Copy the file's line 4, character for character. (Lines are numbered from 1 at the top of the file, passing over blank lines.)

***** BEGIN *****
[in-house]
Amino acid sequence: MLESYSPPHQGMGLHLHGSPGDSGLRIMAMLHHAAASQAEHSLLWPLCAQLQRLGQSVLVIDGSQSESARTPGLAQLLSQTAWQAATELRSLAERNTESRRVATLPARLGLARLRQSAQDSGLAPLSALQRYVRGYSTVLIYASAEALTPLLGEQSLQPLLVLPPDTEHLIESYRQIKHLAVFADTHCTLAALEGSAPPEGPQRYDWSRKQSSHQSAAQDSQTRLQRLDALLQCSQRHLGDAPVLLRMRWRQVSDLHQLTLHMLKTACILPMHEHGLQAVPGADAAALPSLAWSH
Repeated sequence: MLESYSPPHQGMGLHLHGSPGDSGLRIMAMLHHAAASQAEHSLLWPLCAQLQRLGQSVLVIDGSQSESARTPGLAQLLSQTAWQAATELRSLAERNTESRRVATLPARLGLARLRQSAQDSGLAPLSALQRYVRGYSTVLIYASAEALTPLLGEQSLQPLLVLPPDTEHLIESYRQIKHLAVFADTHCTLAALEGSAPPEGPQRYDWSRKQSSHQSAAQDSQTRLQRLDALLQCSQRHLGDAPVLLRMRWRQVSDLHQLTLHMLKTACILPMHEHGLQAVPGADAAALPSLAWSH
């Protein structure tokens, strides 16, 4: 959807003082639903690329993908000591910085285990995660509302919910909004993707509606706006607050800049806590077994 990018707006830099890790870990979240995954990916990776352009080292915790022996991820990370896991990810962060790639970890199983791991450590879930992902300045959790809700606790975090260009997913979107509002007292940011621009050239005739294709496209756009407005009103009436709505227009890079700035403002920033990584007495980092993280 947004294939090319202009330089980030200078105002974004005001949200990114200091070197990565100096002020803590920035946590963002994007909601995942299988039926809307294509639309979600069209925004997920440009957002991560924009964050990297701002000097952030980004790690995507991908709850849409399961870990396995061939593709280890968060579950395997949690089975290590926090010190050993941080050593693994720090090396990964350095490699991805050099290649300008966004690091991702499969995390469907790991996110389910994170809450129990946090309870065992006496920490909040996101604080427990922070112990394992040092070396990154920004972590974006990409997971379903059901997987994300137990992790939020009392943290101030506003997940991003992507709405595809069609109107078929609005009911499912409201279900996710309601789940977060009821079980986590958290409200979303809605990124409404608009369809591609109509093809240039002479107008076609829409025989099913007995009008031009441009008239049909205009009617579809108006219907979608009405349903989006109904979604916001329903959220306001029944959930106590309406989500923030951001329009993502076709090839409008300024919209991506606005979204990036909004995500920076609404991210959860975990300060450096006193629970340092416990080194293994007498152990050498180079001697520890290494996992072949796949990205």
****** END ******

């Protein structure tokens, strides 16, 4: 959807003082639903690329993908000591910085285990995660509302919910909004993707509606706006607050800049806590077994 990018707006830099890790870990979240995954990916990776352009080292915790022996991820990370896991990810962060790639970890199983791991450590879930992902300045959790809700606790975090260009997913979107509002007292940011621009050239005739294709496209756009407005009103009436709505227009890079700035403002920033990584007495980092993280 947004294939090319202009330089980030200078105002974004005001949200990114200091070197990565100096002020803590920035946590963002994007909601995942299988039926809307294509639309979600069209925004997920440009957002991560924009964050990297701002000097952030980004790690995507991908709850849409399961870990396995061939593709280890968060579950395997949690089975290590926090010190050993941080050593693994720090090396990964350095490699991805050099290649300008966004690091991702499969995390469907790991996110389910994170809450129990946090309870065992006496920490909040996101604080427990922070112990394992040092070396990154920004972590974006990409997971379903059901997987994300137990992790939020009392943290101030506003997940991003992507709405595809069609109107078929609005009911499912409201279900996710309601789940977060009821079980986590958290409200979303809605990124409404608009369809591609109509093809240039002479107008076609829409025989099913007995009008031009441009008239049909205009009617579809108006219907979608009405349903989006109904979604916001329903959220306001029944959930106590309406989500923030951001329009993502076709090839409008300024919209991506606005979204990036909004995500920076609404991210959860975990300060450096006193629970340092416990080194293994007498152990050498180079001697520890290494996992072949796949990205």